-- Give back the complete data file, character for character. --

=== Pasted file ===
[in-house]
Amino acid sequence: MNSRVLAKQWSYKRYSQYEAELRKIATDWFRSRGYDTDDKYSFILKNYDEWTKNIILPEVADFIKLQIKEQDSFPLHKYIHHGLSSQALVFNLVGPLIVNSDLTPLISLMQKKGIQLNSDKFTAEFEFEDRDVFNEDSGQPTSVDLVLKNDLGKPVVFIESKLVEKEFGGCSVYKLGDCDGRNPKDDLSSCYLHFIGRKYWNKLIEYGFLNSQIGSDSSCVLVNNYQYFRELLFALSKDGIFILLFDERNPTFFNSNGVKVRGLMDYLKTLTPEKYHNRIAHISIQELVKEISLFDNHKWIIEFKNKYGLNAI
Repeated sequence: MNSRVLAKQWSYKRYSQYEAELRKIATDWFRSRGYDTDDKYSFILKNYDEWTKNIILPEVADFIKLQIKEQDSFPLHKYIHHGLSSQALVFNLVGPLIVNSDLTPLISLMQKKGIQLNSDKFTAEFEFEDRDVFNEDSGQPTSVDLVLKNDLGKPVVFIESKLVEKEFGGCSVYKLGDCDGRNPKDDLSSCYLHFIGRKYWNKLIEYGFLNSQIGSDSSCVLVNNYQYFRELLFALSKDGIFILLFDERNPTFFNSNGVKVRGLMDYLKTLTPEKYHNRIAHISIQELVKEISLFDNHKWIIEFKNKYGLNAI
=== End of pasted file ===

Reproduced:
[in-house]
Amino acid sequence: MNSRVLAKQWSYKRYSQYEAELRKIATDWFRSRGYDTDDKYSFILKNYDEWTKNIILPEVADFIKLQIKEQDSFPLHKYIHHGLSSQALVFNLVGPLIVNSDLTPLISLMQKKGIQLNSDKFTAEFEFEDRDVFNEDSGQPTSVDLVLKNDLGKPVVFIESKLVEKEFGGCSVYKLGDCDGRNPKDDLSSCYLHFIGRKYWNKLIEYGFLNSQIGSDSSCVLVNNYQYFRELLFALSKDGIFILLFDERNPTFFNSNGVKVRGLMDYLKTLTPEKYHNRIAHISIQELVKEISLFDNHKWIIEFKNKYGLNAI
Repeated sequence: MNSRVLAKQWSYKRYSQYEAELRKIATDWFRSRGYDTDDKYSFILKNYDEWTKNIILPEVADFIKLQIKEQDSFPLHKYIHHGLSSQALVFNLVGPLIVNSDLTPLISLMQKKGIQLNSDKFTAEFEFEDRDVFNEDSGQPTSVDLVLKNDLGKPVVFIESKLVEKEFGGCSVYKLGDCDGRNPKDDLSSCYLHFIGRKYWNKLIEYGFLNSQIGSDSSCVLVNNYQYFRELLFALSKDGIFILLFDERNPTFFNSNGVKVRGLMDYLKTLTPEKYHNRIAHISIQELVKEISLFDNHKWIIEFKNKYGLNAI